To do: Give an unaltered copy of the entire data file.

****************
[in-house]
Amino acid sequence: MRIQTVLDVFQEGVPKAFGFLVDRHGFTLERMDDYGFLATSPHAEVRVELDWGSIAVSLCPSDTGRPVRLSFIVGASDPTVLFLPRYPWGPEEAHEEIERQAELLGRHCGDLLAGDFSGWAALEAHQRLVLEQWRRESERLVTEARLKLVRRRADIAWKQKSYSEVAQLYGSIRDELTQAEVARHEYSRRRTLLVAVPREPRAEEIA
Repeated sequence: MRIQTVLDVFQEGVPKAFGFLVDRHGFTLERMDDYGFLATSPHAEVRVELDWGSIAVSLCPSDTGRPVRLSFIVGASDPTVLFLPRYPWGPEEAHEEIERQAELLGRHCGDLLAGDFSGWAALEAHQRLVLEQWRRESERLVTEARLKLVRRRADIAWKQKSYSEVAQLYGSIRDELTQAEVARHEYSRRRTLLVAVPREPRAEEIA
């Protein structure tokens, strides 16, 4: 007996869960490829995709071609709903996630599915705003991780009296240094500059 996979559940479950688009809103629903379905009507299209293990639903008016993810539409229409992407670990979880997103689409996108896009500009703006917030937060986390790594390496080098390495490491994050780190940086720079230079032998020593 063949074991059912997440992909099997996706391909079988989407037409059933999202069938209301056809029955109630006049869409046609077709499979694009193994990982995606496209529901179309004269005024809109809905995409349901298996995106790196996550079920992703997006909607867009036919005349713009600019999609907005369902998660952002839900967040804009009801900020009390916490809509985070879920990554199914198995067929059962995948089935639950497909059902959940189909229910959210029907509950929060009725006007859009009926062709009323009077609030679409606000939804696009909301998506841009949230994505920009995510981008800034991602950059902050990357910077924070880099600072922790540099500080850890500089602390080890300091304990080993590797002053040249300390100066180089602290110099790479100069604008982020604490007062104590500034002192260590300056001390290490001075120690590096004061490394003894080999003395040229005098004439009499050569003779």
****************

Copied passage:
[in-house]
Amino acid sequence: MRIQTVLDVFQEGVPKAFGFLVDRHGFTLERMDDYGFLATSPHAEVRVELDWGSIAVSLCPSDTGRPVRLSFIVGASDPTVLFLPRYPWGPEEAHEEIERQAELLGRHCGDLLAGDFSGWAALEAHQRLVLEQWRRESERLVTEARLKLVRRRADIAWKQKSYSEVAQLYGSIRDELTQAEVARHEYSRRRTLLVAVPREPRAEEIA
Repeated sequence: MRIQTVLDVFQEGVPKAFGFLVDRHGFTLERMDDYGFLATSPHAEVRVELDWGSIAVSLCPSDTGRPVRLSFIVGASDPTVLFLPRYPWGPEEAHEEIERQAELLGRHCGDLLAGDFSGWAALEAHQRLVLEQWRRESERLVTEARLKLVRRRADIAWKQKSYSEVAQLYGSIRDELTQAEVARHEYSRRRTLLVAVPREPRAEEIA
């Protein structure tokens, strides 16, 4: 007996869960490829995709071609709903996630599915705003991780009296240094500059 996979559940479950688009809103629903379905009507299209293990639903008016993810539409229409992407670990979880997103689409996108896009500009703006917030937060986390790594390496080098390495490491994050780190940086720079230079032998020593 063949074991059912997440992909099997996706391909079988989407037409059933999202069938209301056809029955109630006049869409046609077709499979694009193994990982995606496209529901179309004269005024809109809905995409349901298996995106790196996550079920992703997006909607867009036919005349713009600019999609907005369902998660952002839900967040804009009801900020009390916490809509985070879920990554199914198995067929059962995948089935639950497909059902959940189909229910959210029907509950929060009725006007859009009926062709009323009077609030679409606000939804696009909301998506841009949230994505920009995510981008800034991602950059902050990357910077924070880099600072922790540099500080850890500089602390080890300091304990080993590797002053040249300390100066180089602290110099790479100069604008982020604490007062104590500034002192260590300056001390290490001075120690590096004061490394003894080999003395040229005098004439009499050569003779």